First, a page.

Why Cancer Care Is Different

Cancer Care Is Fundamentally Different From Primary Care

Our health care systems, therefore, should not be structured in the same ways. Nor should incentive systems and reimbursement models.

Here’s why:

  • Primary care is increasingly well-managed through a ‘population health model’ using standardized care guidelines in which care can be delivered efficiently, and at lower costs, to large populations. Cancer care is different. It is increasingly reliant upon genetic and genomic testing to direct care for an individual patient. There is a growing understanding that there are hundreds of different cancer types; each potentially requiring different types of therapy. And yet, tragically, many community oncologists simply are unable to keep up with the pace of innovation in cancer care. A recent survey1 of medical oncologists, for instance, found that 86% of respondents said more physician education is needed before genetic testing could be made widely available.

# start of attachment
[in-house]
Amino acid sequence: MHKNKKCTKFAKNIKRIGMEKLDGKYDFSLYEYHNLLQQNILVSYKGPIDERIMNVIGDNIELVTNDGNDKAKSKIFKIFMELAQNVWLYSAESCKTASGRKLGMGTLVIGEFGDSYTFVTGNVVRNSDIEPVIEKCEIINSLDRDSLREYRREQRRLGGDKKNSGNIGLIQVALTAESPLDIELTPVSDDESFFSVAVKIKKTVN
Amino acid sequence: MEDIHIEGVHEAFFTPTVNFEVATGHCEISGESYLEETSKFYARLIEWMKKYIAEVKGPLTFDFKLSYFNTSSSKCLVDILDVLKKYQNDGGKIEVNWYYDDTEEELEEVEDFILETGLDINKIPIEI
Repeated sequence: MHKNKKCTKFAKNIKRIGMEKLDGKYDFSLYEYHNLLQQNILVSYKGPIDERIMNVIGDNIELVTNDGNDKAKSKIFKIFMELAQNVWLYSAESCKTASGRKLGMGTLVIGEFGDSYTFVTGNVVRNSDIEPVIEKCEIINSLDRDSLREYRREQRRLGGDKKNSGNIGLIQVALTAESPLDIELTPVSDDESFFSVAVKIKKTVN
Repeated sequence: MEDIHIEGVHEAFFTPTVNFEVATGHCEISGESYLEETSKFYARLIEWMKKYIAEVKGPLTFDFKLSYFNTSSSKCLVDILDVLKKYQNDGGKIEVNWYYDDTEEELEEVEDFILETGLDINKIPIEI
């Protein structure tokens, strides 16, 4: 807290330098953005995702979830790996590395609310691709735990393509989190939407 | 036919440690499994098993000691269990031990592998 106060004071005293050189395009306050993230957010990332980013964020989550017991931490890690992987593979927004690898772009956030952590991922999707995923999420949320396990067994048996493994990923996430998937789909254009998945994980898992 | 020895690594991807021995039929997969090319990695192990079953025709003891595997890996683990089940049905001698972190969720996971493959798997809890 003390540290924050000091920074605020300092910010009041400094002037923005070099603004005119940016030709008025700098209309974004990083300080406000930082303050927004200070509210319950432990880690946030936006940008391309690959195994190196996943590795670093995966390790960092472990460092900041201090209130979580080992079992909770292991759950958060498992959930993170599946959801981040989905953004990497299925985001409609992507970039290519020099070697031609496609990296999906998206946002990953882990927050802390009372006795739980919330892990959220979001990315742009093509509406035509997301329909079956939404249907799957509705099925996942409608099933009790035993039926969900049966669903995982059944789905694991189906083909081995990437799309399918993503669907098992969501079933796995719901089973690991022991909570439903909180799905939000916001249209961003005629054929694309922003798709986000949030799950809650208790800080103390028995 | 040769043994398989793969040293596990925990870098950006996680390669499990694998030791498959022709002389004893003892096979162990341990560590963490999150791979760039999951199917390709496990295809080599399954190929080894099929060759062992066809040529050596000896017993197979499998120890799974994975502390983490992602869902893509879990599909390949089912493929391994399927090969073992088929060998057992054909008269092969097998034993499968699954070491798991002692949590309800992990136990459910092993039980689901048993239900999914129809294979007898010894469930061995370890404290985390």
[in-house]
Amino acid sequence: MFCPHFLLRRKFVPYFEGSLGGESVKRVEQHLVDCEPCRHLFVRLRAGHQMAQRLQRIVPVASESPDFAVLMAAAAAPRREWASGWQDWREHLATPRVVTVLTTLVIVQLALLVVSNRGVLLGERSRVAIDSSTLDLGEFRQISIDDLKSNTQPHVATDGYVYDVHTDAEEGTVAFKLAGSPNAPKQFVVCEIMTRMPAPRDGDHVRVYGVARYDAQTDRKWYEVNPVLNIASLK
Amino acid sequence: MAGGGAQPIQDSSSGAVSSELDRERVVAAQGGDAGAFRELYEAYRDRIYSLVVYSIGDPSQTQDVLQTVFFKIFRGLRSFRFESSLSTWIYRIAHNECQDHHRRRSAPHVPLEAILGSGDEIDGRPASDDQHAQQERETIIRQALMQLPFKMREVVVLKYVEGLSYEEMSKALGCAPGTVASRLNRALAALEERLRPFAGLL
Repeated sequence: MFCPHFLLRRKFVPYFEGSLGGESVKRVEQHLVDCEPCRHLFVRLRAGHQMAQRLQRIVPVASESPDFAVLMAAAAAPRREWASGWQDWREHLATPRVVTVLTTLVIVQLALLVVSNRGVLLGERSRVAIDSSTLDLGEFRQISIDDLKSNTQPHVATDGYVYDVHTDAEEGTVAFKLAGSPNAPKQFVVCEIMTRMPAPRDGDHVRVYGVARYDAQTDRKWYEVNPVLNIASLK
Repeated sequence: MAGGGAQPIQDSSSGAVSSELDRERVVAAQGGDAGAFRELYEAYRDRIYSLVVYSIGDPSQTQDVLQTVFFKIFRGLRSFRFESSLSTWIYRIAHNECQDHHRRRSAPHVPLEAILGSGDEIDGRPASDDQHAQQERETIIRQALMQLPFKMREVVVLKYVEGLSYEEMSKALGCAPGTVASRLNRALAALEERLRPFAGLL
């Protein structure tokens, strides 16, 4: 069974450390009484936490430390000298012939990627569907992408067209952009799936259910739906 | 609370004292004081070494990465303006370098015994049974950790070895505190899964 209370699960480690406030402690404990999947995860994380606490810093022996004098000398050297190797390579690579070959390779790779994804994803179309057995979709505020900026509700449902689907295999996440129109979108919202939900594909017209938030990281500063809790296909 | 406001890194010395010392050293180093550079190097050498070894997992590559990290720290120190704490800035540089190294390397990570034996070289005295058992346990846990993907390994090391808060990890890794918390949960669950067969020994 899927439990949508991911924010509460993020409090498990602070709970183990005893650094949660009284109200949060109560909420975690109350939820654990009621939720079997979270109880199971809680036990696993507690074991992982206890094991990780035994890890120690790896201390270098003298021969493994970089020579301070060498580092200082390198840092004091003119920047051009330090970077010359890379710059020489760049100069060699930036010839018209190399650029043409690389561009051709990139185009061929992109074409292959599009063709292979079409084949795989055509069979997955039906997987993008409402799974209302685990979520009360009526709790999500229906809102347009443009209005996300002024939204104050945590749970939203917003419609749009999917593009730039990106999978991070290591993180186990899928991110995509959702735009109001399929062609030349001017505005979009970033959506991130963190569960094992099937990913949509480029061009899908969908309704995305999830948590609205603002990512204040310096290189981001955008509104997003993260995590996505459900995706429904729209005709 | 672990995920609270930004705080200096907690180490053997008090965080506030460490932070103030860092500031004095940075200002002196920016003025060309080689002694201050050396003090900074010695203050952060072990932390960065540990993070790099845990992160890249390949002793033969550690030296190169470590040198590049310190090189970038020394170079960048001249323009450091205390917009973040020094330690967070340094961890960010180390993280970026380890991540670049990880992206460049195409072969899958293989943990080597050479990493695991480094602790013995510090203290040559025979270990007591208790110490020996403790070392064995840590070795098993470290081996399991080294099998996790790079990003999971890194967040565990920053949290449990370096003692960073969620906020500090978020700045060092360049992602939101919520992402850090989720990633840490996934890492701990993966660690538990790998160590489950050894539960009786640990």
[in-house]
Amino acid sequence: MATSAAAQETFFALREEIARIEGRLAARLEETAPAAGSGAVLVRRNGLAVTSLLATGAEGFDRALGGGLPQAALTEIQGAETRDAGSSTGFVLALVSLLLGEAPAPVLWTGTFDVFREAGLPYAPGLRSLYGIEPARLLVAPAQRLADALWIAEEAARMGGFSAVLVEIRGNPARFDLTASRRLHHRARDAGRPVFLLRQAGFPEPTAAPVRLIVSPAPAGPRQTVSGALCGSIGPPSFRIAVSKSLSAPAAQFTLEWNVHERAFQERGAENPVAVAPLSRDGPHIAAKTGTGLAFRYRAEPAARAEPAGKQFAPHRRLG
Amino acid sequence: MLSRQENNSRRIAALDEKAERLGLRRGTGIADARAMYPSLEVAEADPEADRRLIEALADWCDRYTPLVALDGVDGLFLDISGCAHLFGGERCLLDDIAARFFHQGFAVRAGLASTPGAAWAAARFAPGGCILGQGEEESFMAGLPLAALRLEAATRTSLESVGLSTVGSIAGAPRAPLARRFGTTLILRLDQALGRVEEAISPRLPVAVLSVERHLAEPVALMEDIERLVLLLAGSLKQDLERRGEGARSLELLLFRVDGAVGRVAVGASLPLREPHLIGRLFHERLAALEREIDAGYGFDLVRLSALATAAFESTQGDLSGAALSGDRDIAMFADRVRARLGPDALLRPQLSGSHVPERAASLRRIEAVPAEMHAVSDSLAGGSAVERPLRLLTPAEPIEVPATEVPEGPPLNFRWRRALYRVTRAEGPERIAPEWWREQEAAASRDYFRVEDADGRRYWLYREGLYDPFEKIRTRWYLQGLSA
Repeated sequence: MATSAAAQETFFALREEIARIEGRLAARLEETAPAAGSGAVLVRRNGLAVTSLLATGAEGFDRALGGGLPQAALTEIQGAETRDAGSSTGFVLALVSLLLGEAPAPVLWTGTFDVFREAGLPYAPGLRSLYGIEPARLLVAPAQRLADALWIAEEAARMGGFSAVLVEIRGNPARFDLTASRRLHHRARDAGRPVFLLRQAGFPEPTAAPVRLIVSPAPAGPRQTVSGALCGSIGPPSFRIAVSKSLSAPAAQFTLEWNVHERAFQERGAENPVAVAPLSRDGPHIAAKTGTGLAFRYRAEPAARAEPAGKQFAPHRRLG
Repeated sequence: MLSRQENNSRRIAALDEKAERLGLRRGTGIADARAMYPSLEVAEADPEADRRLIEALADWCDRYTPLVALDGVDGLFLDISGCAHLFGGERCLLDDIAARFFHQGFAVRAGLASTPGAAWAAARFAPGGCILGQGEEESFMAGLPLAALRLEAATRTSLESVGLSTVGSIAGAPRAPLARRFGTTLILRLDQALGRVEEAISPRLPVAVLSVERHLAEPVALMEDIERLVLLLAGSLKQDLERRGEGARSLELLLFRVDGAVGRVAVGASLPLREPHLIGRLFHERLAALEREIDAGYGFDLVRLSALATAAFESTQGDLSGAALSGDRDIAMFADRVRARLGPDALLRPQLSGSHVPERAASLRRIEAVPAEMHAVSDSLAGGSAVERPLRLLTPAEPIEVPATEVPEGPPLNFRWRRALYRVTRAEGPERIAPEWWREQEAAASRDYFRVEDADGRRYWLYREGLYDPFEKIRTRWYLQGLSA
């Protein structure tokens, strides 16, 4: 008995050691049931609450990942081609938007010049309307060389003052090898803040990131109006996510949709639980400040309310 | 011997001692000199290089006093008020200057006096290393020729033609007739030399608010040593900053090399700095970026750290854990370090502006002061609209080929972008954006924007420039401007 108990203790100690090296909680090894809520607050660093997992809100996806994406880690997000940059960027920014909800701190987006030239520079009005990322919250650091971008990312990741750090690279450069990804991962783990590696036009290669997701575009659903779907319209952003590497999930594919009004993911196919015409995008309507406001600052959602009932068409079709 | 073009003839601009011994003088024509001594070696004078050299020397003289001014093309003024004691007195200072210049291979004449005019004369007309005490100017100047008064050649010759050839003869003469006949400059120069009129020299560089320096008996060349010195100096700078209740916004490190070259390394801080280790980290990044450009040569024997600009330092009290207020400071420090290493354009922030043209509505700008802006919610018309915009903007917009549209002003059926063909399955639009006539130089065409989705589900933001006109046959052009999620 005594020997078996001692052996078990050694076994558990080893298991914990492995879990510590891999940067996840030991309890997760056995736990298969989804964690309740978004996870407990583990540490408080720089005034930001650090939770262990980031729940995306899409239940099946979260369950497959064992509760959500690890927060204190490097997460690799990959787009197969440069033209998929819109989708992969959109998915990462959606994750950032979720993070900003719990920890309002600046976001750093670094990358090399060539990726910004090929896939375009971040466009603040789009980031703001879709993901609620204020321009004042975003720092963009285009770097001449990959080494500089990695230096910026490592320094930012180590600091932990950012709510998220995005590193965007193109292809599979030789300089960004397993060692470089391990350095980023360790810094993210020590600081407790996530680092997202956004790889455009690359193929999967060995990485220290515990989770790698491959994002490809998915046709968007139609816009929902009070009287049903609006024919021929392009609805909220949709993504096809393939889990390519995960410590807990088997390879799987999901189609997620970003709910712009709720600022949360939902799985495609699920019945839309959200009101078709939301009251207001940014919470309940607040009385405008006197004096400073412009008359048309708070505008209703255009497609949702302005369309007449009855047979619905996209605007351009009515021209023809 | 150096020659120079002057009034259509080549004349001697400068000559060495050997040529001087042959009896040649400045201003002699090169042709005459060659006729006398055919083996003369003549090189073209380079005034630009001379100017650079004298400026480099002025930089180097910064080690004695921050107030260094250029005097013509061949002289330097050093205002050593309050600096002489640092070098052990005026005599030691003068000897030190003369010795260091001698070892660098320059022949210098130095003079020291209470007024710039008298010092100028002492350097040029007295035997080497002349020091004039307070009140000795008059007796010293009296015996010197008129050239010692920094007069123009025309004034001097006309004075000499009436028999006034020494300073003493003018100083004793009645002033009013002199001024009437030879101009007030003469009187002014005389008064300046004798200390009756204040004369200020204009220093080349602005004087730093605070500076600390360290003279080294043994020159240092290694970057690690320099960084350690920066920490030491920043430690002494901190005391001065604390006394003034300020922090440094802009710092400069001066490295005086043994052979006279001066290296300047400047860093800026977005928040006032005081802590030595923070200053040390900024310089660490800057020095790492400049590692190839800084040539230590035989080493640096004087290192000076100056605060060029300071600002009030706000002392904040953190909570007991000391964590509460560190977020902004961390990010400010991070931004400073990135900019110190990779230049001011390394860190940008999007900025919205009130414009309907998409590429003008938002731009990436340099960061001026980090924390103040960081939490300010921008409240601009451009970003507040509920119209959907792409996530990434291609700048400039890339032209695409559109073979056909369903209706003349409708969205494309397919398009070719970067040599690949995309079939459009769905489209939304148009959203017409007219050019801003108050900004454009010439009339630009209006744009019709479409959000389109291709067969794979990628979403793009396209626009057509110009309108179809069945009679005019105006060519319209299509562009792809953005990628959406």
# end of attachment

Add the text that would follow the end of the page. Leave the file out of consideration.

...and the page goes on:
• Many health plans’ narrow networks lack adequate physician and health-system expertise to manage today’s increasingly complex population of cancer patients. Given the nature of delegated-risk medical groups whose purpose is to deliver quality primary and secondary care, it is largely impossible to cluster the necessary panel of oncology experts within a particular medical group that can provide the required expert care. Medical groups that take full risk for the cost care are unprepared and at times unwilling to assume the full cost of delivering best-practice care to patients due to their own adverse financial risk.
  • The best chance of a cure is the first chance of a cure: cancer survival uniquely relies on the accuracy of initial diagnosis, choice of therapy, and access to appropriate clinical trials.
  • Medical groups may not contract with expert cancer centers to avoid disproportionately attracting patients already diagnosed with cancer, leading to potentially significant financial risk to the medical group.  Yet, if all plans and medical groups contracted with expert cancer centers this problem could be eliminated.
  • Medi-Cal is failing Californians with cancer. According to research by UC Davis, Medi-Cal beneficiaries have lower survival rates for several type of cancer than those with commercial insurance or other types insurance.

1 Genomic Testing and Precision Medicine in Cancer Care H. Jack West, MD; Gabriel Miller | May 2, 2017 in Medscape Oncology